The Panel finds that the added word "logistics" in the disputed domain names would be perceived by Internet users as descriptive of a website where they could find information about Complainant's logistics services. This is especially so where, as here, Complainant itself has domain name registrations that include the same term, which describes the "logistics" service that it offers to consumers. Numerous UDRP panels have agreed that supplementing or modifying a trademark with generic or descriptive words does not make a domain name any less "identical or confusingly similar" for purposes of satisfying this first element of paragraph 4(a)(i) of the Policy. See, for example, Microsoft Corporation v. Step Web, WIPO Case No. D2000-1500; Wal-Mart Stores, Inc. v. Horoshiy, Inc., WIPO Case No. D2004-0620; General Electric Company v. Recruiters, WIPO Case No. D2007-0584.
This Panel therefore finds that the disputed domain names are identical or confusingly similar to a trademark in which Complainant has rights in accordance with paragraph 4(a)(i) of the Policy.
B. Rights or Legitimate Interests
The Policy provides some guidance to respondents on how to demonstrate rights or legitimate interests in the domain names in a UDRP dispute. For example, paragraph 4(c) of the Policy gives examples that might show rights or legitimate interests in a domain name. These examples include: (i) use of the domain name "in connection with a bona fide offering of goods or services"; (ii) demonstration that Respondent has been "commonly known by the domain name"; or (iii) "legitimate noncommercial or fair use of the domain name, without intent for commercial gain to misleadingly divert consumers or to tarnish the trademark or service mark at issue".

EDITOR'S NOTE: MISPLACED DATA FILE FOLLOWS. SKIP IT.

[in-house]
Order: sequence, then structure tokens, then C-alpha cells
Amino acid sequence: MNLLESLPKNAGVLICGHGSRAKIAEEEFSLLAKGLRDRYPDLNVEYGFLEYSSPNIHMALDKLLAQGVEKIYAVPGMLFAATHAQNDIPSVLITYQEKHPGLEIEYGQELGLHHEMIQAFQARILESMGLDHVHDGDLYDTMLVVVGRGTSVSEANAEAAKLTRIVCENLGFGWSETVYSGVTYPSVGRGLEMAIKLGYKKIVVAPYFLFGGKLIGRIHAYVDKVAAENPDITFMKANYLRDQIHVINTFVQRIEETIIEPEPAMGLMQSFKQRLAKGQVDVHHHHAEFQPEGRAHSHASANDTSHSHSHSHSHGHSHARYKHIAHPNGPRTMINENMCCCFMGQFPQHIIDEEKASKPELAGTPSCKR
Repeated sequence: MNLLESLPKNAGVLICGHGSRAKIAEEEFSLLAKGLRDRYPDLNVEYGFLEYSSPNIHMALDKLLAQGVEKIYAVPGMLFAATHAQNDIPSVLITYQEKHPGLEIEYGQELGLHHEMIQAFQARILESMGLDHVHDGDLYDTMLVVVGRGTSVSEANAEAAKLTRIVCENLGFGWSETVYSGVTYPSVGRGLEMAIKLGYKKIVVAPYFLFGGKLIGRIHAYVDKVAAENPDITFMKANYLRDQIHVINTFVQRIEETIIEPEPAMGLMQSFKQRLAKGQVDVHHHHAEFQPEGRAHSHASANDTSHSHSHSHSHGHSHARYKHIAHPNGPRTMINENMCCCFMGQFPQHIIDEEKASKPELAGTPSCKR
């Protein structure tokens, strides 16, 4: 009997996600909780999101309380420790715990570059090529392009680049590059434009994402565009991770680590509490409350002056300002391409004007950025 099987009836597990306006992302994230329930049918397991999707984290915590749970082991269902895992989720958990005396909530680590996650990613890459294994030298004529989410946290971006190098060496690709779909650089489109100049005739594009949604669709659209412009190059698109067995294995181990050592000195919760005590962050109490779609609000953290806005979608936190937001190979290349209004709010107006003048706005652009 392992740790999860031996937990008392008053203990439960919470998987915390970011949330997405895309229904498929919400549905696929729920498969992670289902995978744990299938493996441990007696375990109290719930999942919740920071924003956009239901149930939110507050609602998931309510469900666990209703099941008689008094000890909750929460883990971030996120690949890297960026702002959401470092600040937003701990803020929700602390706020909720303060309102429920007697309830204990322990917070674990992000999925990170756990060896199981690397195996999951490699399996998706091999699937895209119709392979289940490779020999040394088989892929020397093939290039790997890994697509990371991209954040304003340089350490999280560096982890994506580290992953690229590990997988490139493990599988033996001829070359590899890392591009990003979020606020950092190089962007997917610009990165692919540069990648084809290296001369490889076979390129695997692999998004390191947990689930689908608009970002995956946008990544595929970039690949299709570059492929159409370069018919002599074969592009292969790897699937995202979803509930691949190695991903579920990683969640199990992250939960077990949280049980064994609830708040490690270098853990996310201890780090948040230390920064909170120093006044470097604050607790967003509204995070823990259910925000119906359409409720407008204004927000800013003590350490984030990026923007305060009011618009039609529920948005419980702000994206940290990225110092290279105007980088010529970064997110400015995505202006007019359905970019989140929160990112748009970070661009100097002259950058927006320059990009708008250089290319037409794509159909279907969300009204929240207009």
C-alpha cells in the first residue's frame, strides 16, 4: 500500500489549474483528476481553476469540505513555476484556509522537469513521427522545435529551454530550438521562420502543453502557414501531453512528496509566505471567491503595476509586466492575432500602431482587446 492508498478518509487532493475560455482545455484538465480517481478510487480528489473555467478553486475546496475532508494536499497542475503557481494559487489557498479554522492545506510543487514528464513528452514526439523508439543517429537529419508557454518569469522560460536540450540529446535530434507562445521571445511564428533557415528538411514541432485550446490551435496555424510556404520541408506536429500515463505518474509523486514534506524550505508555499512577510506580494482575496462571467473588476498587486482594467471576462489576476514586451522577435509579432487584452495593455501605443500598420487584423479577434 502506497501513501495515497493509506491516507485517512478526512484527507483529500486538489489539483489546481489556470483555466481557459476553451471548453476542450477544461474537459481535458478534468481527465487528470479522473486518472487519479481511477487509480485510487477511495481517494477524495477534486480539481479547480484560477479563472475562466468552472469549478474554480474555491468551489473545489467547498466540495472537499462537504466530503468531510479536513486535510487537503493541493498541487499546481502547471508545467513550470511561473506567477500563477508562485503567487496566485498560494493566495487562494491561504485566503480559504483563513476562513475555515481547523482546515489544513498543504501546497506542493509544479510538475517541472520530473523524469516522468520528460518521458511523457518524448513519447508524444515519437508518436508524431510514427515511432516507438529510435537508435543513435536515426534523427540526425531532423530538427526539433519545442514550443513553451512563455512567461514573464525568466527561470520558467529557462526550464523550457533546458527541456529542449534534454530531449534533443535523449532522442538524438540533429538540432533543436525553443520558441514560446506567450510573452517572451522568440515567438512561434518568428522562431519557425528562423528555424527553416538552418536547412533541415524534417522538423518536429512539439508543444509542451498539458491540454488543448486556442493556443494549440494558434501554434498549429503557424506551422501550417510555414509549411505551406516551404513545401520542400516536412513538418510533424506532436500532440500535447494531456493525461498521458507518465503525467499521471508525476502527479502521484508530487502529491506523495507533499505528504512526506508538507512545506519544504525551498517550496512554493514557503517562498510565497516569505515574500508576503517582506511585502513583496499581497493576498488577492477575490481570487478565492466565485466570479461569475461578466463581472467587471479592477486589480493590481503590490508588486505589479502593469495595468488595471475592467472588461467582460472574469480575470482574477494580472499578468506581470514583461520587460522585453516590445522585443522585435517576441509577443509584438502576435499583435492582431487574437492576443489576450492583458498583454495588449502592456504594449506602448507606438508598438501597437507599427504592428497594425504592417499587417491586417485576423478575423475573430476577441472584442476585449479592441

Respondent did not reply to the Complaint, however, and no evidence has been presented to this Panel that might support a claim of Respondent's rights or legitimate interests in the disputed domain names. Rather, as mentioned in Section 4 of this Panel's decision, Respondent has apparently used an email address associated with the disputed domain names to divert Internet users for fraudulent purposes for Respondent's financial gain.
Therefore, this Panel finds that Complainant has provided sufficient evidence of Respondent's lack of "rights or legitimate interests" in accordance with paragraph 4(a)(ii) of the Policy.
C. Registered and Used in Bad Faith
There are several ways that a complainant can demonstrate that domain names were registered and used in bad faith. For example, paragraph 4(b)(iv) of the Policy states that bad faith can be shown where "by using the domain name [Respondent has] intentionally attempted to attract, for commercial gain, Internet users to [Respondent's] web site or other on-line location, by creating a likelihood of confusion with the Complainant's mark as to the source, sponsorship, affiliation, or endorsement of [Respondent's] website or location or of a product or service on [the] web site or location". As noted in Section 4 of this Panel's decision, Respondent has used an email address associated with the disputed domain names to divert Internet users. Specifically, Complainant has asserted that Respondent has perpetuated a scheme to divert consumers by posting fraudulent job opportunities in Complainant's name in order to mislead potential job seekers. In so doing, Respondent is trading on the goodwill of Complainant's trademarks to attract Internet users, presumably for Respondent's own commercial gain.
Therefore, this Panel finds that Respondent registered and is using the disputed domain names in bad faith in accordance with paragraph 4(a)(iii) of the Policy
For all the foregoing reasons, in accordance with paragraphs 4(i) of the Policy and 15 of the Rules, the Panel orders that the domain names <neovia-logistic.com> and <neovia-logistic.net> be transferred to Complainant.
Date: September 12, 2014